"I think it is very important that we as a country, as a community, never forget that day," said Dumas Independent School District Assistant Superintendent for Personnel Brett Beesley.  He was at Dumas Intermediate School (DIS) Friday where the entire student body of fifth and sixth graders, joined by their teachers and other school staff and administrators, had gathered outside to mark the 20th anniversary of the attack on the World Trade Center of Sept. 11, 2001 and to thank veterans and local first responders for their service to the community.

The students had not been born when nearly 3,000 people died that day, many of them first responders who were in the process of climbing up the fire escape stairs of the towers to help victims when the buildings collapsed, killing everyone inside.  The student body is also extremely diverse.  "We have so many first and second generation Americans," said Philip Rhodes, principal of DIS.  "It is crucial that we teach them what America is about."

After a prayer, patriotic songs, and a posting of the colors by members of the Veterans of Foreign Wars Post 9022, Rhodes talked to the students and guests, among whom were representatives of the Dumas Police Department, Moore County Sheriff's Office, Texas Department of Public Safety, Moore County Emergency Management, Dumas Fire Department, Cactus Police and Fire departments, and Moore County Emergency Medical Services.  He recounted the events of the day and talked about why it was important to remember.  He read a poem, "Climb Higher, A Tribute to the New York City Firefighters" by Jim McGregor, chief of the fire department of Langley, British Colombia in Canada.  The poem imagines the firefighters who climbed the stairs of the Trade Center that day.  In one line, McGregor urges people to take a lesson from their example:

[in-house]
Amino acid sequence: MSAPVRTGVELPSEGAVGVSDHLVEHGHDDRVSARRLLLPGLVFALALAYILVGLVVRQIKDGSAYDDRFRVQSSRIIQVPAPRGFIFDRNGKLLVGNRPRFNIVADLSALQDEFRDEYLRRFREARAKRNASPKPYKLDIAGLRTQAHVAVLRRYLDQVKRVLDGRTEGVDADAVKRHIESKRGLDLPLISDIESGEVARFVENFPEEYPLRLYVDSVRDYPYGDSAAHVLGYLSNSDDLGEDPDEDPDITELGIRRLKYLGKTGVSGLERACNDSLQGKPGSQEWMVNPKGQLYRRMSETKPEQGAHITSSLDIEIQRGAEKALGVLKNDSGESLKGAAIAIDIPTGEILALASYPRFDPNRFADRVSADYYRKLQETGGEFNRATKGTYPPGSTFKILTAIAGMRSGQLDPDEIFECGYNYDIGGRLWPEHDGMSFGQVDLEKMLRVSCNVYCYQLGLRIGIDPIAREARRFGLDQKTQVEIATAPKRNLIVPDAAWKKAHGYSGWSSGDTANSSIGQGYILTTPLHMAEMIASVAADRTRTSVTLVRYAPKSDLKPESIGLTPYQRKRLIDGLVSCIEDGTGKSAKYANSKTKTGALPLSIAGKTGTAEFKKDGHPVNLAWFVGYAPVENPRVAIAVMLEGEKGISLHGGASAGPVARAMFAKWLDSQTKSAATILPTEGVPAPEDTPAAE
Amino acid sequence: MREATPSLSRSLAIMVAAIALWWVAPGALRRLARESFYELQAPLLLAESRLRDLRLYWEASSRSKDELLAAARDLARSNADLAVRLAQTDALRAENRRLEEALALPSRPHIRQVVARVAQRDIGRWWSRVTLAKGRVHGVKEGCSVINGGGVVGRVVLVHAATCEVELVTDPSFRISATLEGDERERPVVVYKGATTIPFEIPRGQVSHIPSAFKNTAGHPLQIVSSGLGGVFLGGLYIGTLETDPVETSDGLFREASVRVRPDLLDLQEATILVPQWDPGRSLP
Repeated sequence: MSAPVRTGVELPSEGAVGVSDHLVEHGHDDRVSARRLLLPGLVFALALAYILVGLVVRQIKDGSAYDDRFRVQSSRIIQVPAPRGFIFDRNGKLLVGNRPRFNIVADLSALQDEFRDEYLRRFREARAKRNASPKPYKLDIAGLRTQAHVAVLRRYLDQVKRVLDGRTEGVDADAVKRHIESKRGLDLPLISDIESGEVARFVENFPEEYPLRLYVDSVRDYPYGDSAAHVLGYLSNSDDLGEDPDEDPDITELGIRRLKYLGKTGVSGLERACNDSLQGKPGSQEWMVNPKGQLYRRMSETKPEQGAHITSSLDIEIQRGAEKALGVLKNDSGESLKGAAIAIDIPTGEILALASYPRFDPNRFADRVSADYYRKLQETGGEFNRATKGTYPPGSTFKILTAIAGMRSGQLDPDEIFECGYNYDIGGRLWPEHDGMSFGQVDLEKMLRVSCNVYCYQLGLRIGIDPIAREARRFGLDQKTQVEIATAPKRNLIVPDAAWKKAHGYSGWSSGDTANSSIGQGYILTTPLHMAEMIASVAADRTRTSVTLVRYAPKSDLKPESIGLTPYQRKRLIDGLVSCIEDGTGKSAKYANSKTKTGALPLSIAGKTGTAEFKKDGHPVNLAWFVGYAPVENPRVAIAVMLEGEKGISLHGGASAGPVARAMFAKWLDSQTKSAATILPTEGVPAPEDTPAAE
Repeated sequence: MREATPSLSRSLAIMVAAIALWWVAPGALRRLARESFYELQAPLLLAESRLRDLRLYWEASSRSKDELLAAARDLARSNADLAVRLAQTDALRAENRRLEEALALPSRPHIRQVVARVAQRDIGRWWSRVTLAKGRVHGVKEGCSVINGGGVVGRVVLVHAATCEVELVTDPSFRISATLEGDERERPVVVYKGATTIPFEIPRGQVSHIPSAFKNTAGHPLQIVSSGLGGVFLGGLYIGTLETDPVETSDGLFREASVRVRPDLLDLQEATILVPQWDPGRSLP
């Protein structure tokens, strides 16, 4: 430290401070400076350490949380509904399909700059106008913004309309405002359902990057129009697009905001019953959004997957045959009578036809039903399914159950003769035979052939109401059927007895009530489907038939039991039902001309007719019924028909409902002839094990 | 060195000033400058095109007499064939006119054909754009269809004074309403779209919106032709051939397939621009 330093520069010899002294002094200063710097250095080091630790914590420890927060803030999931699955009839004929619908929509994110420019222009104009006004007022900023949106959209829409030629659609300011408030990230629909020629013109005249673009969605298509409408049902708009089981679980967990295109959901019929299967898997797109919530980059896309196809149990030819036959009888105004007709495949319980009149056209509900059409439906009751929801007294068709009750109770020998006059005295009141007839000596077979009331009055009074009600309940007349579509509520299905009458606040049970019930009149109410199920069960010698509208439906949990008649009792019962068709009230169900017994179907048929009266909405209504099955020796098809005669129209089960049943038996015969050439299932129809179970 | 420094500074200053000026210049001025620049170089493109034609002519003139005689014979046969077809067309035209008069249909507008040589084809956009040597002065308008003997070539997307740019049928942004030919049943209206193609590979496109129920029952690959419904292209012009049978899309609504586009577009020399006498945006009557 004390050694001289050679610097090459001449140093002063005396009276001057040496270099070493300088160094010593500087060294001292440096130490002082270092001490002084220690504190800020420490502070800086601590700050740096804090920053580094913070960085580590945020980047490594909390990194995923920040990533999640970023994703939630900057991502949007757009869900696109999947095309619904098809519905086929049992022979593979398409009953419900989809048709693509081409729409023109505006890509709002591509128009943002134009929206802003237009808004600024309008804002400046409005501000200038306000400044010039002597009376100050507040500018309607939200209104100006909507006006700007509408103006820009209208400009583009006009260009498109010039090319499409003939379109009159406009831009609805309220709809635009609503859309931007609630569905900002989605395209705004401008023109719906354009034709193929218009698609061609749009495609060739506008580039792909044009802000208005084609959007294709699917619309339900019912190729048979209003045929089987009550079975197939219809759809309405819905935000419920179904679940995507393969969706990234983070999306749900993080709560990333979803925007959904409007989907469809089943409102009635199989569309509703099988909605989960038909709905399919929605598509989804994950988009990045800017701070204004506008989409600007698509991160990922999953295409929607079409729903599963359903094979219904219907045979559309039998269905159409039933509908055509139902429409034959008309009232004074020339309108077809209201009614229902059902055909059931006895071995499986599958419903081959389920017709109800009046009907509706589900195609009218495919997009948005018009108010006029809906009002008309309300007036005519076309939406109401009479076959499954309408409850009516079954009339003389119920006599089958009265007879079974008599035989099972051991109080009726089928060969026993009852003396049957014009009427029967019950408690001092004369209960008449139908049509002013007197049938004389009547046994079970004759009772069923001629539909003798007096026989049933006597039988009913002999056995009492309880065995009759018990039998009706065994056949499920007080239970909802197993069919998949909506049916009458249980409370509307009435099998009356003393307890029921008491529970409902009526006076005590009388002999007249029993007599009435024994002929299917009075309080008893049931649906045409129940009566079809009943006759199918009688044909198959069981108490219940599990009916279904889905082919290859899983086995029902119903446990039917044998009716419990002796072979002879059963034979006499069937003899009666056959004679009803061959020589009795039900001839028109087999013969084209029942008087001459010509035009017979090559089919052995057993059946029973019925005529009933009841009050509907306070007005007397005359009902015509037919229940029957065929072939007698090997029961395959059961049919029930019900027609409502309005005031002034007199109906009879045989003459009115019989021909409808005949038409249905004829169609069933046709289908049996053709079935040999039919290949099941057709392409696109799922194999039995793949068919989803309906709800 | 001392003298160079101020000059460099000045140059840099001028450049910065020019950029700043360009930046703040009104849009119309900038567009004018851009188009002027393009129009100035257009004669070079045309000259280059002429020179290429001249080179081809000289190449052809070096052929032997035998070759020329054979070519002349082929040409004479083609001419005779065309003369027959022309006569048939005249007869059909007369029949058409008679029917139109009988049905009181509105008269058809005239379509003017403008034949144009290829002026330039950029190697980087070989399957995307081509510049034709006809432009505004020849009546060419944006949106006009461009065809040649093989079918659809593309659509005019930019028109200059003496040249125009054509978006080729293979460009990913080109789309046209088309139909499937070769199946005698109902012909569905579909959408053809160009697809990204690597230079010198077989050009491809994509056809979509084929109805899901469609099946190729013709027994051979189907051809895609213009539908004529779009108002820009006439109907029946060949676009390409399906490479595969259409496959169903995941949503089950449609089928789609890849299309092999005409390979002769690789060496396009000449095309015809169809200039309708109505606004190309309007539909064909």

"And when you're tired and feel like quitting, remember them.  They didn't stop."

After Rhodes' remarks, the students gave presents to the veterans and first responders who were seated in a long line of chairs at the front of the assembly.  There was more music, and to end the ceremony, the students planted the little American flags each had been holding in the ground next to where they were standing.  It was to be a memorial that would last the rest of the day.

Maribel Tiarzon, chief of the Cactus Police Department was one of the first responders present Friday.  "It is important to remember that day, and I am very happy for what the school system did for us as first responders.  It always feels good to see the support that we get from the public," she said, adding, "I am glad the school system is teaching kids that we are there for them, to protect them."

Rhodes said after the ceremony that teachers had been discussing 9-11 and what it means to be an American with the students throughout the week.  The students were excited to be participating, he added.  And he echoed Tiarzon's sentiment: "I think with the climate of America right now and the perception of first responders, that if we don't teach this in our schools, we are missing a huge opportunity to teach that our first responders are here to keep us safe."

Last year, the ceremony was held at Dumas Jr. High.  Rhodes said it would be back there next year.  Thereafter, it will alternate between DIS and Jr. High, "so kids get it one time at each campus."

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